Virtual Humans among exhibits at computer science eventVirtual Humans, 3-D Face Scanning Await Students, Public at UH event Oct. 20 Open House includes contests for cash, scholarships, a laptop and iPod prizes

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Hand-held video games that help shed pounds, virtual humans and a 3-D face recognition program are among 22 interactive displays and demonstrations that will be showcased at an open house at the University of Houston.

The event is open to the public and will be held from 10 a.m. to 5:30 p.m., Saturday, Oct. 20 on the third floor of the Philip G. Hoffman Building at Entrance 14, off Cullen Boulevard at UH. Hosted by the computer science department, the open house is being held to let students in on what has largely been a well-kept secret: computer science degrees are back and in demand.

With starting salaries for new graduates averaging $53,000, and the demand for computer science degrees increasing, the UH department encourages all high school, community college and UH students to come and see what it has to offer.

“The Department of Computer Science at the University of Houston was founded in 1967 and was one of the first in the country,” said Marc Garbey, professor and computer science department chair. “Computer science education and research has evolved dramatically in the last 40 years. A recent New York Times article claimed that these days ‘all science is computer science.’ The goal of the department is to graduate talented professionals for business and industry and to be a champion in interdisciplinary and innovative research.”

Thomas Nguyen graduated from the UH computer science department in fall 2005 and is working for JP Morgan Chase, a company that recruited Nguyen while he was still in college.

“It’s very easy to find a job right now with a computer science degree,” Nguyen said. “The whole shift toward making a computer do everything has a lot of companies looking for fresh ideas. Google started off with a couple of people, and look at the size it is now.”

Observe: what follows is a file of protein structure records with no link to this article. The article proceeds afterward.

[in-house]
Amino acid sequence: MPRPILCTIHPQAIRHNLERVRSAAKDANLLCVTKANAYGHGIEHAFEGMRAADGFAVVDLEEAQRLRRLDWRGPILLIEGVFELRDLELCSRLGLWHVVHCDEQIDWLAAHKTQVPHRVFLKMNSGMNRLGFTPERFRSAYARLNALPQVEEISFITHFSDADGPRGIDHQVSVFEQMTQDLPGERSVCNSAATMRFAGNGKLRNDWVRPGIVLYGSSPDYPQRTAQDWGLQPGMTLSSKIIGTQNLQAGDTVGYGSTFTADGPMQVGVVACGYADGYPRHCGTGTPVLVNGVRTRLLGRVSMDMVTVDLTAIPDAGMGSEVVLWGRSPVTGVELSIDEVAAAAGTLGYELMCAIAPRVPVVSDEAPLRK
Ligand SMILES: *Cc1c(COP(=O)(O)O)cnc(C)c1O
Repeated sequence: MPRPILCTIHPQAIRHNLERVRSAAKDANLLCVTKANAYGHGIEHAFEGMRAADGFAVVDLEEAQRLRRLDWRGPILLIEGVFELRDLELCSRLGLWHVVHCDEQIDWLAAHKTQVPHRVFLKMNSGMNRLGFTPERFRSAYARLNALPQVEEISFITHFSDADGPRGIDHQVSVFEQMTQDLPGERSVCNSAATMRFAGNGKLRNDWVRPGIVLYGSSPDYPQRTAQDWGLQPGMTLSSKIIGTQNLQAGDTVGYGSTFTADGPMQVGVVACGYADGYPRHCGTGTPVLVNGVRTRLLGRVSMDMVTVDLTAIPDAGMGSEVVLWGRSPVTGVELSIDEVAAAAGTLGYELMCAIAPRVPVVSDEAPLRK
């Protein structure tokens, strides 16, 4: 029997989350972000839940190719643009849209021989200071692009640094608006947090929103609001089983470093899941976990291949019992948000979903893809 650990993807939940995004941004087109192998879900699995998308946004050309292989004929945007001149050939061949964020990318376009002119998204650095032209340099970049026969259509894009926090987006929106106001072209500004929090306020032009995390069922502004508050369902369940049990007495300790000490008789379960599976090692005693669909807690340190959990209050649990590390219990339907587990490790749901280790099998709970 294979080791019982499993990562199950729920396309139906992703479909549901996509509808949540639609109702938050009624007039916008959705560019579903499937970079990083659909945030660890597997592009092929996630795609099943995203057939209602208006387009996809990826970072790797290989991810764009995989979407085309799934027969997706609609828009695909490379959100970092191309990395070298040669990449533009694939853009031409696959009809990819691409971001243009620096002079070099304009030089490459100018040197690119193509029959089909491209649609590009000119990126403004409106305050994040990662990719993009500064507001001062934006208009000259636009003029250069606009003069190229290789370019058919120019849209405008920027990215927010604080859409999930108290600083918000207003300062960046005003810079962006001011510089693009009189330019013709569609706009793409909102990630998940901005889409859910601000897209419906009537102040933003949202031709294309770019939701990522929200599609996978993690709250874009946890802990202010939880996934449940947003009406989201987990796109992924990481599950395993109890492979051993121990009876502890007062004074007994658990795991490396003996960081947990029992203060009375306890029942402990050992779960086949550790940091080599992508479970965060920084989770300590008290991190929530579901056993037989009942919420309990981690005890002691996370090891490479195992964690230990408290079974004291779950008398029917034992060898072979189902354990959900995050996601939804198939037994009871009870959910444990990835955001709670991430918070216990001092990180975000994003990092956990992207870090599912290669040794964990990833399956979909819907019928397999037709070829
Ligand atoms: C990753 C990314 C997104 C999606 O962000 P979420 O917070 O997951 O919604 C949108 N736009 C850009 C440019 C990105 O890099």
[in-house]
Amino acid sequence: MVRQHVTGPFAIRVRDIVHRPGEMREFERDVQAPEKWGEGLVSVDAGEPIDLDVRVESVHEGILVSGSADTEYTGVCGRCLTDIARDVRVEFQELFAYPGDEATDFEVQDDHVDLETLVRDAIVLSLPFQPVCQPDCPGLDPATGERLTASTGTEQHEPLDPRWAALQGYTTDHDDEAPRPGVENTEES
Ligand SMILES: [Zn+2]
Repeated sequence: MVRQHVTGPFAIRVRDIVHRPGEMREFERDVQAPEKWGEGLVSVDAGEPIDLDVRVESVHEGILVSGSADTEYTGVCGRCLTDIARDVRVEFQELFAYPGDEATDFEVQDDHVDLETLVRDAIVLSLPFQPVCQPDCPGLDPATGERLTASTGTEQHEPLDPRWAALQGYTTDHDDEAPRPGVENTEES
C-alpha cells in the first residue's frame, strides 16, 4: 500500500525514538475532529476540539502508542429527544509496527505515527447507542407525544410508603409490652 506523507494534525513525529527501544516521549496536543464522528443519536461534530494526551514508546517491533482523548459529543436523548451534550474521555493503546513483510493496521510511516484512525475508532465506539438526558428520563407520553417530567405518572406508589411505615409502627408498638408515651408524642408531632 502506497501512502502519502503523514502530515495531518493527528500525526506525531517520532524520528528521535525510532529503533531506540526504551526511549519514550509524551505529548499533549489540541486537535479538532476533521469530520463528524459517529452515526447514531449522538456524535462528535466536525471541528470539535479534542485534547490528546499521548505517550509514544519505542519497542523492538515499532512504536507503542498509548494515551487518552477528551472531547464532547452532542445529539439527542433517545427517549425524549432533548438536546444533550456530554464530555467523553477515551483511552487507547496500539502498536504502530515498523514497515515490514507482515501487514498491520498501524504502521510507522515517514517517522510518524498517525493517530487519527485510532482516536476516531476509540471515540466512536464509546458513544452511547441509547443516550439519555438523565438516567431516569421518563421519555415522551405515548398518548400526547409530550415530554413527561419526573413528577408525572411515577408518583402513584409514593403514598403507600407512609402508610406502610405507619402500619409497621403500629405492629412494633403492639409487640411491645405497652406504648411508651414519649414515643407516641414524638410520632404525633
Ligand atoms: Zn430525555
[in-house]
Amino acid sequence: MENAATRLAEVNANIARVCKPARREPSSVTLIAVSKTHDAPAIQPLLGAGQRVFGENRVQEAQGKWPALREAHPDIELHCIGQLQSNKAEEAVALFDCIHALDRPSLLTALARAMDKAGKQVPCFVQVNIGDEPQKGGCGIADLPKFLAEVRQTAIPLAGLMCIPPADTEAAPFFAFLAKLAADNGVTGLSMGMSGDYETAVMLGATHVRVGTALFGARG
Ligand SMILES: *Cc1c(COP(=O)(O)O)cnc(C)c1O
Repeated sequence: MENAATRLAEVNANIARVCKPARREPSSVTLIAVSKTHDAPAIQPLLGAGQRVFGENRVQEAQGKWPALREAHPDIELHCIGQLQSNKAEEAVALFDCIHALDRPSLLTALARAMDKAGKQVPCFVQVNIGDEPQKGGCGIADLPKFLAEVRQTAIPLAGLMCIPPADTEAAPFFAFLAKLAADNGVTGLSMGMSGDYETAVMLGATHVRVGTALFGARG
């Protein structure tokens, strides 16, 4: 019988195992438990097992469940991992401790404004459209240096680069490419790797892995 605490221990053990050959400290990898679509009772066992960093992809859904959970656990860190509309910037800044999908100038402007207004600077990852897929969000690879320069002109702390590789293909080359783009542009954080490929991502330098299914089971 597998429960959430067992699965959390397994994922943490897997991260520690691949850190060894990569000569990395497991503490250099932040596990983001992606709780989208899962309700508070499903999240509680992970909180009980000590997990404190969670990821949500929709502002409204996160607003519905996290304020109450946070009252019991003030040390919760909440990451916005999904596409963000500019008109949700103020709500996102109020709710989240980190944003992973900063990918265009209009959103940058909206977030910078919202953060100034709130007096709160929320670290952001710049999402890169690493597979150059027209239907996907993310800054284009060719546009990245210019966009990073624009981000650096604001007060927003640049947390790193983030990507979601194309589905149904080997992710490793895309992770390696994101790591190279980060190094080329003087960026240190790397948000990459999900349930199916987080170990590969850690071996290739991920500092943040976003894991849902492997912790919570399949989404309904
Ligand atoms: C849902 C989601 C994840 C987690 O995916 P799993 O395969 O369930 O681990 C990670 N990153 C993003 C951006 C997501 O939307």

A computer science degree can lead to jobs in artificial intelligence, security, healthcare, computer design and engineering, architecture, information technology or software.

Some of the scheduled demonstrations perfectly illustrate the type of work computer science students can do while in school and out of school, and include software that can non-invasively identify someone who is more at risk for a heart attack, as well as facial-recognition software that can protect against identity theft.

Other demonstrations include modeling animation to create more realistic virtual humans with highly expressive talking faces, and a program that can create a 3-D model of an on-site-designed windmill and then test in it a wind tunnel to determine its efficiency.

Along with displays and demonstrations, the open house also will feature several contests, including a group programming competition that offers $2,400 in cash prizes, in addition to $1000 tuition scholarships for first-and second-place winners. A Science in Action quiz is as simple as writing down answers about each demonstration, with the help of professors and graduate students, and has a Microsoft laptop computer and two video iPods as the prizes to three lucky winners.